Tuesday, December 13, 2016

Cancun and Cozumel - 2016



Waking up in our room at the Omni at sunrise has its benefits. The hotel grounds are quiet with only the din of the surf to entertain the senses. A cup of coffee and the morning's paper is all that's needed. 

Of all the times we've been here, this was a more relaxing trip with no special outings. We made one trip to downtown Cancun where we purchased school supplies to donate to a Mayan school. We ended our escapade at a lovely restaurant serving a tasty Mexican buffet. 


The following day we took the bag of supplies to the Sandos Hotel, a Spanish company, that helps to distribute the contributions. The staff was very appreciative and extremely welcoming.

For the remainder of the week we read, put in some pool time and beach time, had jacuzzi dips and, for me, some lap swimming.

On check out day, we took the bus to the downtown bus depot and boarded an express bus to Playa del Carmen. After a little over an hour, we were dragging our suitcases through the streets of PdC finding our way to the Cozumel ferry.

                                    Diane at the Playa del Carmen ferry building.

The ferry took thirty minutes to get to Isla Cozumel. It was a catamaran hull type with two decks and comfortable seating.

After getting to Cozumel, we checked into our hotel and took a walk along the waterfront. We found the waterfront to be nicely maintained. It had a lot of white washed walls and some fun sculptures.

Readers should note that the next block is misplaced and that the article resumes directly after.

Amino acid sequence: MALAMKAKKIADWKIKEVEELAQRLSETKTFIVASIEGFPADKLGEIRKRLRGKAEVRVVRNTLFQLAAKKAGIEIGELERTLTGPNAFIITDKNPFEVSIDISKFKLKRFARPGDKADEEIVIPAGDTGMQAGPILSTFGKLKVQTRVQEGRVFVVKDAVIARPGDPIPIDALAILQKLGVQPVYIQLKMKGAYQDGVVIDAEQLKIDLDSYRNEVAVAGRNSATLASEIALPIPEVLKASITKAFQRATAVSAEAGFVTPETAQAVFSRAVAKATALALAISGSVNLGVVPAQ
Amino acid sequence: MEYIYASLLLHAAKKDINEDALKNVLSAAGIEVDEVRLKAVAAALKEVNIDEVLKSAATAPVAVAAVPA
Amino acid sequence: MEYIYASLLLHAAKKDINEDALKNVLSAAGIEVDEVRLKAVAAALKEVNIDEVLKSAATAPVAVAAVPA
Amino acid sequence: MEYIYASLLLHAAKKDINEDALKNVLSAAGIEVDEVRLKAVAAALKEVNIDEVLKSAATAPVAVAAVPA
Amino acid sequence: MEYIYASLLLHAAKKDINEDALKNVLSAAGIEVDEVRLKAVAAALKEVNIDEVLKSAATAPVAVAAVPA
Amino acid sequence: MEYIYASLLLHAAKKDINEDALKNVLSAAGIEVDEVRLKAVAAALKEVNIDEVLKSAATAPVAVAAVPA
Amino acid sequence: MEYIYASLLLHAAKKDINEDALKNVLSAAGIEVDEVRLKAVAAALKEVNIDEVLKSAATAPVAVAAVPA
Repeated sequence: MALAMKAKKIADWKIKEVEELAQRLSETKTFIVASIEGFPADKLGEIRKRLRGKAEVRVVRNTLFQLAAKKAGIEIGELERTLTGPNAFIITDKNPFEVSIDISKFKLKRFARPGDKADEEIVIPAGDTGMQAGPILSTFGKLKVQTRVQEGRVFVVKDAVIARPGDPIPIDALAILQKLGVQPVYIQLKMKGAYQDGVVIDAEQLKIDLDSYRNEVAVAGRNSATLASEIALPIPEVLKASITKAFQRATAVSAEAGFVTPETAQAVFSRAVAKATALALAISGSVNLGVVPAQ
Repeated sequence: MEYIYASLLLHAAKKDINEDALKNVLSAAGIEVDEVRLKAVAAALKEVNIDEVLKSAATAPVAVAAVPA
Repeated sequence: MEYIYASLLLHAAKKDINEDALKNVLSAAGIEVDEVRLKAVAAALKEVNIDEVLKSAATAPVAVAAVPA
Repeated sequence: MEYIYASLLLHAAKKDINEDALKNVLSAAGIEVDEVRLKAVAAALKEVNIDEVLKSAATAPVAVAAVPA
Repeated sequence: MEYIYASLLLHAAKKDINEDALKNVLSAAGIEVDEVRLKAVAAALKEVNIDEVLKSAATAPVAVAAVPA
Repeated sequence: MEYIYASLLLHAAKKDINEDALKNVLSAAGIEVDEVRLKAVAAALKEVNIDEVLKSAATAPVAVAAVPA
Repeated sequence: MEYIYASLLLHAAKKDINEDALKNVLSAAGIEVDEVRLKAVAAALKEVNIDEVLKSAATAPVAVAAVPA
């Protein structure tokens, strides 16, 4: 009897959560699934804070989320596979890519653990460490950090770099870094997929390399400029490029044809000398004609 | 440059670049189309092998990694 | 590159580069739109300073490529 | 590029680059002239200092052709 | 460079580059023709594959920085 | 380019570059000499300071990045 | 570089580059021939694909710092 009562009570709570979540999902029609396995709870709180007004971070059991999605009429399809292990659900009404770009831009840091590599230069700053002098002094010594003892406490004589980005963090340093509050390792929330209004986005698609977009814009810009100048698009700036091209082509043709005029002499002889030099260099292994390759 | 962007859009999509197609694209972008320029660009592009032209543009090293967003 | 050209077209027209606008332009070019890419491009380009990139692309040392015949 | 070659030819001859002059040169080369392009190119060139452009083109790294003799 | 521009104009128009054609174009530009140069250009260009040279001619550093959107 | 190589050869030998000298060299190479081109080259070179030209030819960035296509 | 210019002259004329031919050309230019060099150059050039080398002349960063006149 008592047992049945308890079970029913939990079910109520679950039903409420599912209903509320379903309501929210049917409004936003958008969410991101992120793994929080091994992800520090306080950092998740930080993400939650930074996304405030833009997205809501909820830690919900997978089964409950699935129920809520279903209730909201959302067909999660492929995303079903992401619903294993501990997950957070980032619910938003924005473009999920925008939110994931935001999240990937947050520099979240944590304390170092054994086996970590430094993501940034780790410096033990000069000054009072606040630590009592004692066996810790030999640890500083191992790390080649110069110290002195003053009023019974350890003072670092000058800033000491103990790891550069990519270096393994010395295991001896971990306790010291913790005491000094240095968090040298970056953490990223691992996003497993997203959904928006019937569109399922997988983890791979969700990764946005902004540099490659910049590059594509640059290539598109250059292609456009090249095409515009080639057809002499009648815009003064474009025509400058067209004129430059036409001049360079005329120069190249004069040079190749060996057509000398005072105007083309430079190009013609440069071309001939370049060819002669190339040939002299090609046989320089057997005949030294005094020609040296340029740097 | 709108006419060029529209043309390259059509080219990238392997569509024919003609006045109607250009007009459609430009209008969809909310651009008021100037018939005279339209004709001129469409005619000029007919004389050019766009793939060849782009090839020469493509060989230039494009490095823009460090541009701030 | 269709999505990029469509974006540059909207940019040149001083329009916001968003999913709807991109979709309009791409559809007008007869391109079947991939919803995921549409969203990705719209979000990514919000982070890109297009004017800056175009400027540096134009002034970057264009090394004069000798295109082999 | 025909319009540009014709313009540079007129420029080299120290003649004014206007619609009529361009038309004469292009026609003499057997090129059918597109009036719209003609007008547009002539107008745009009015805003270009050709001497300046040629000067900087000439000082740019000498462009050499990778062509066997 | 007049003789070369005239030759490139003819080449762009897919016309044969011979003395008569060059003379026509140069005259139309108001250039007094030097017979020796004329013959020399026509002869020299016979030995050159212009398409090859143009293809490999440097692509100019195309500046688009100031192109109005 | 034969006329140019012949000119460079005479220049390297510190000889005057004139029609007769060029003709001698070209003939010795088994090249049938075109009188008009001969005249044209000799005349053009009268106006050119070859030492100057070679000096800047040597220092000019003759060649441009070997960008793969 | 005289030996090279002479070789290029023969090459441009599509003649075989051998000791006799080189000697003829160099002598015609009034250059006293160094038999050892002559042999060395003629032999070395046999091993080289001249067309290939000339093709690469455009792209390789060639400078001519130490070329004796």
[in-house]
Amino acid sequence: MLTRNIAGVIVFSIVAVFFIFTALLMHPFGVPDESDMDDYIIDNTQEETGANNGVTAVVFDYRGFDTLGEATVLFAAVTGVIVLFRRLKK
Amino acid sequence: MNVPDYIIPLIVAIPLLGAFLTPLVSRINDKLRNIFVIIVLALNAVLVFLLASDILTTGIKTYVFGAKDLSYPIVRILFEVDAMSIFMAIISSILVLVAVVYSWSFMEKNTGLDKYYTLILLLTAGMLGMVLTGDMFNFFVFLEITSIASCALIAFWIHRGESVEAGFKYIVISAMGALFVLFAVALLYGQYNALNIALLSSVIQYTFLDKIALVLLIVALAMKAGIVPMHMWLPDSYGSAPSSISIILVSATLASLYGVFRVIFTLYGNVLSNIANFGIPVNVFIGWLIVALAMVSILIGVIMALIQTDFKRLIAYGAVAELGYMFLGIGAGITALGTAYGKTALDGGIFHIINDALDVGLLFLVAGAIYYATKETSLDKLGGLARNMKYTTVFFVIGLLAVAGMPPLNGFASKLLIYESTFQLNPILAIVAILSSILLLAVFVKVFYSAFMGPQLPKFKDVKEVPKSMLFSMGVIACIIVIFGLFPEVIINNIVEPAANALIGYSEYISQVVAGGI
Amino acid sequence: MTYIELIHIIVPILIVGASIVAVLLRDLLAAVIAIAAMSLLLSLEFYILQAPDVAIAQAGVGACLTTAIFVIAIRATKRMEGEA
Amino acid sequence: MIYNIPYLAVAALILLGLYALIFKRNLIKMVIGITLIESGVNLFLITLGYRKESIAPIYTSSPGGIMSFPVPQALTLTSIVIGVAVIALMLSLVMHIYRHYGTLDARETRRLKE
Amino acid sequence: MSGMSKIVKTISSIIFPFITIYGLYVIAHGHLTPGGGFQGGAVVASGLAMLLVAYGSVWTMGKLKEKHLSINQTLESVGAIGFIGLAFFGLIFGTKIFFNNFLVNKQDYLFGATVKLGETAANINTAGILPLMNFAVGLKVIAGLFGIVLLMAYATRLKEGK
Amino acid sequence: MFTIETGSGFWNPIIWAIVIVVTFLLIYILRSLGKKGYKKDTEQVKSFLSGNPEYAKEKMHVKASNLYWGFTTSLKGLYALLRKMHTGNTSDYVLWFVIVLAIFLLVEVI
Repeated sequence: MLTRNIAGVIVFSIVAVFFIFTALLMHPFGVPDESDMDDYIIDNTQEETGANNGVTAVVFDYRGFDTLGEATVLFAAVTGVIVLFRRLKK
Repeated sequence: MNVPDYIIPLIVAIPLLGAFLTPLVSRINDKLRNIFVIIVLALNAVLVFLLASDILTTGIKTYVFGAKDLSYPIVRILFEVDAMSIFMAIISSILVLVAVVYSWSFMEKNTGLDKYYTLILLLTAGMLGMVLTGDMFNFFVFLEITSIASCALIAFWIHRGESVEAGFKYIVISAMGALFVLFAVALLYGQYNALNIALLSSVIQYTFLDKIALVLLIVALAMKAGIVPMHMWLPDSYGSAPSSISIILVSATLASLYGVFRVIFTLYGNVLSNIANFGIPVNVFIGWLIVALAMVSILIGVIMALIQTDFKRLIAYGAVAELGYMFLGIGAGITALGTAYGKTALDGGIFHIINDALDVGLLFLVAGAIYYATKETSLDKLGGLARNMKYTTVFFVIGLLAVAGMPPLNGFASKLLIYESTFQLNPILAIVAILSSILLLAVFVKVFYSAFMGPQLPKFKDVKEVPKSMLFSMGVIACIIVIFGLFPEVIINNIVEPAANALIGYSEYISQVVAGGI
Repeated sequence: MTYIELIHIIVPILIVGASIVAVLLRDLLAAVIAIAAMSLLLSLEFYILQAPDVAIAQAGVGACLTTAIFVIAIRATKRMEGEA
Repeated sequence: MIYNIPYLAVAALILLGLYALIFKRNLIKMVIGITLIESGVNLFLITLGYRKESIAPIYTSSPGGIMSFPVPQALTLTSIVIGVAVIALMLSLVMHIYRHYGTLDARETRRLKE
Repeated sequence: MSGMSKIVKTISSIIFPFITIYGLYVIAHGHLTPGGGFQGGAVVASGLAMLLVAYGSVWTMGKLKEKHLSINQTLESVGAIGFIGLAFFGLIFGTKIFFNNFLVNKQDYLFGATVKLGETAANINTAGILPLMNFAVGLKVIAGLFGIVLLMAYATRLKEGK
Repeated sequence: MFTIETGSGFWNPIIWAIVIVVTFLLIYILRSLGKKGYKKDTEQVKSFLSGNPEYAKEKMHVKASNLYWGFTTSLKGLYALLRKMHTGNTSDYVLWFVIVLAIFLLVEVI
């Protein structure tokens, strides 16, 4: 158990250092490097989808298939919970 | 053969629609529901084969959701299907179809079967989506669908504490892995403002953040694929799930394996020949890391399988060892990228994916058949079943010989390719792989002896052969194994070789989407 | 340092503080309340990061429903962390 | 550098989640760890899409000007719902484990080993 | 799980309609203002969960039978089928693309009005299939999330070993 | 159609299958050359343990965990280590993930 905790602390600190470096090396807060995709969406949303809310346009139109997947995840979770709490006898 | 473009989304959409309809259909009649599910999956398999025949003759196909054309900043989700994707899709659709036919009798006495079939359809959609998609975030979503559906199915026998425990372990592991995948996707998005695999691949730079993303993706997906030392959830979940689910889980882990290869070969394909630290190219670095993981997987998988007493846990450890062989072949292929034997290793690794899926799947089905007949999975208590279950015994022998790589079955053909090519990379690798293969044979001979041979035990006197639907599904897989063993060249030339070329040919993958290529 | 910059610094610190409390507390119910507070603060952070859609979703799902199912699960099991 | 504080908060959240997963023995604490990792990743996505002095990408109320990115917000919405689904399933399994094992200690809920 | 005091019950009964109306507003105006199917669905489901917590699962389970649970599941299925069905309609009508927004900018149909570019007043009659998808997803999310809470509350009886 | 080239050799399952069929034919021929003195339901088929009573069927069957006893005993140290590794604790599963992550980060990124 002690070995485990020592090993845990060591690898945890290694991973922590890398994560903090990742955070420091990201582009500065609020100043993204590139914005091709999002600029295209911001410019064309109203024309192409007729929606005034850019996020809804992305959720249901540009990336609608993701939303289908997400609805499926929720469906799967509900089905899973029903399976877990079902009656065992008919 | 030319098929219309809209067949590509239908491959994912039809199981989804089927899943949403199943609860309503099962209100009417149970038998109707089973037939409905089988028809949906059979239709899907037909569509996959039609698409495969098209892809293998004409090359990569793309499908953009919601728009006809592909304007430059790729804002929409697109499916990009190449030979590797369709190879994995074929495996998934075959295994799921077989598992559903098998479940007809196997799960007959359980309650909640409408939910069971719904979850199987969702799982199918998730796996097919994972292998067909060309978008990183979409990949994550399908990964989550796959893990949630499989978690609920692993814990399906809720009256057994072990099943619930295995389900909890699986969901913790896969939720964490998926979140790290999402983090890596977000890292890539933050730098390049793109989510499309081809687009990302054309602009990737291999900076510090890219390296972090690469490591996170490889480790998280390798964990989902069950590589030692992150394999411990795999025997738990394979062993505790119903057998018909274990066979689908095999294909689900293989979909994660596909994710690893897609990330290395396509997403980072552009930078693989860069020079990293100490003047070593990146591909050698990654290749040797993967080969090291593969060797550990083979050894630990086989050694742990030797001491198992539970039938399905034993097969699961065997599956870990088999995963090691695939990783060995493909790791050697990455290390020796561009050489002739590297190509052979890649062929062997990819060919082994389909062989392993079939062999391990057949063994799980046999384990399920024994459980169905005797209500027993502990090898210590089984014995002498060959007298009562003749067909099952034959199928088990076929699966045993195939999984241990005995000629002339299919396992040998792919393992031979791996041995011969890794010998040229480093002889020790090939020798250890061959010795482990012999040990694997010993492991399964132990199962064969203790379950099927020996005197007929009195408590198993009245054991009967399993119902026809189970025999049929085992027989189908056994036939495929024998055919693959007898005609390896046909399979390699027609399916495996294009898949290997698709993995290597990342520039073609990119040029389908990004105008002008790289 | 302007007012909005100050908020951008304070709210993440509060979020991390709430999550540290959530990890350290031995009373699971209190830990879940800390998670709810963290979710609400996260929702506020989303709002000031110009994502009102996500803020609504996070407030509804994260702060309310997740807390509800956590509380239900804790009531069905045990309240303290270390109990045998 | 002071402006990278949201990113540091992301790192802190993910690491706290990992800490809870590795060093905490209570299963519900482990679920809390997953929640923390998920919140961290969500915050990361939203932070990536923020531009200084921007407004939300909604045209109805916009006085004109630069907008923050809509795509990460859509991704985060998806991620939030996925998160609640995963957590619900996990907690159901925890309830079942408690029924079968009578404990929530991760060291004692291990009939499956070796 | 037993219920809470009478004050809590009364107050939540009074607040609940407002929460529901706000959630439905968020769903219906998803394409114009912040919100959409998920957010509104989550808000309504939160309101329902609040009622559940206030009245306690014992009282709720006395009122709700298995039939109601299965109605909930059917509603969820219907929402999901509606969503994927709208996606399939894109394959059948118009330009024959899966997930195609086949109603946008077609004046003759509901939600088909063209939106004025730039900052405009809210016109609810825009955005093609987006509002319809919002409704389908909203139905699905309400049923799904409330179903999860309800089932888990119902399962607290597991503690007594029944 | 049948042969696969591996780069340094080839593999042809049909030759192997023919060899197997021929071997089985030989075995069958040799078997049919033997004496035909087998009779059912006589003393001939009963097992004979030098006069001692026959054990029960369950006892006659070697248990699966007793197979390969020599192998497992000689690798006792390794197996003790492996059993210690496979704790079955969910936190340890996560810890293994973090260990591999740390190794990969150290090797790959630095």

You see a lot of families on their motor bikes, particularly on Sunday. I spotted as many as a family of five on one bike.

They seem to have quite a penchant for Isla's name here in Cozumel - it was everywhere you looked.

We rented scooters a couple of times. This was on the day we visited the windward side of the island, a sparsely inhabited side with a rugged and windy shoreline.

The attractive central town square is a bustling place, with hawkers, stores, restaurants and bars. 

We signed up with a dive outfit, Grand Cozumel, for me to go diving and Diane to snorkel. They had a good sized boat that was comfortable. The crew was friendly and professional and they served a big lunch. My two dives were very good - one dive at Palancar Gardens and the other near the marina. Lots of beautiful coral formations, soft coral and lots of fish. Unfortunately for Diane, the snorkeling was a bust because of the wind and current. 


                                 Ready to take the splash into that 80 degree water.

              We spotted a small Ray (Note: this one and the following two photos I didn't take.

                               Although it looked like a snake, this is a spotted eel.

                                     We saw several colorful Moray eels like this one

                                                            Big lunch.

View from our hotel room. Each day one or two cruise ships docked.

When the cruise ships were in town, thousands of tourists came ashore. There is another town a few miles south, that is just for cruise ship passengers. We saw as many as four ships anchored on the same day - that's in addition to the two ships that were near us. Needless to say, it can get too crowded ashore.

The Mexican version of a cargo bike is ubiquitous on the island. Used in deliveries, as a self-contained mini-food bar, used by ice cream vendors and in lots of other inventive ways.